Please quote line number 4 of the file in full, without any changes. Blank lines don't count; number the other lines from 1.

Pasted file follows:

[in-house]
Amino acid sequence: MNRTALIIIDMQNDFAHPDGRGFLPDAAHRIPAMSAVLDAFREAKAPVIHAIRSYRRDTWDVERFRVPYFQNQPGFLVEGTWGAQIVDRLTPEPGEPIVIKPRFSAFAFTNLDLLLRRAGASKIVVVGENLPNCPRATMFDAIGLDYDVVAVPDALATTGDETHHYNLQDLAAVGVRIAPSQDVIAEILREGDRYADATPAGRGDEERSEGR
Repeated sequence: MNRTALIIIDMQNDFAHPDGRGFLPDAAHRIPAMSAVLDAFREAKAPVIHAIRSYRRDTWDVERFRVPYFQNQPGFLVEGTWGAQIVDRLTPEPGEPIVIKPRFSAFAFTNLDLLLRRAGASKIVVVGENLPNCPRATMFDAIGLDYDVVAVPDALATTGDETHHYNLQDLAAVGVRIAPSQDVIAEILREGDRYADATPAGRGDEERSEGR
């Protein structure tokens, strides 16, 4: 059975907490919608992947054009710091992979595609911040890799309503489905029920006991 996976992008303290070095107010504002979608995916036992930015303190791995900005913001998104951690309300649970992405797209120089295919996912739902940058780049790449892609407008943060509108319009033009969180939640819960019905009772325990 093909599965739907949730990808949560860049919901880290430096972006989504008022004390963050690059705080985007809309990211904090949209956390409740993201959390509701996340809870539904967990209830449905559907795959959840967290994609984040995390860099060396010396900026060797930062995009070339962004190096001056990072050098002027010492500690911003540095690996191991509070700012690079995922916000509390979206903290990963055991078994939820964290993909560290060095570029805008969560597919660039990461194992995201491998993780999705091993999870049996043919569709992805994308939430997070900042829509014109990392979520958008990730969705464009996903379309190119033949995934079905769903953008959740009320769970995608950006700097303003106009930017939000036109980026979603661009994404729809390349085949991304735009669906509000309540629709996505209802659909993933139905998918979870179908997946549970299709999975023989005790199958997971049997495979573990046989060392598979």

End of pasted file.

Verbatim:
């Protein structure tokens, strides 16, 4: 059975907490919608992947054009710091992979595609911040890799309503489905029920006991 996976992008303290070095107010504002979608995916036992930015303190791995900005913001998104951690309300649970992405797209120089295919996912739902940058780049790449892609407008943060509108319009033009969180939640819960019905009772325990 093909599965739907949730990808949560860049919901880290430096972006989504008022004390963050690059705080985007809309990211904090949209956390409740993201959390509701996340809870539904967990209830449905559907795959959840967290994609984040995390860099060396010396900026060797930062995009070339962004190096001056990072050098002027010492500690911003540095690996191991509070700012690079995922916000509390979206903290990963055991078994939820964290993909560290060095570029805008969560597919660039990461194992995201491998993780999705091993999870049996043919569709992805994308939430997070900042829509014109990392979520958008990730969705464009996903379309190119033949995934079905769903953008959740009320769970995608950006700097303003106009930017939000036109980026979603661009994404729809390349085949991304735009669906509000309540629709996505209802659909993933139905998918979870179908997946549970299709999975023989005790199958997971049997495979573990046989060392598979």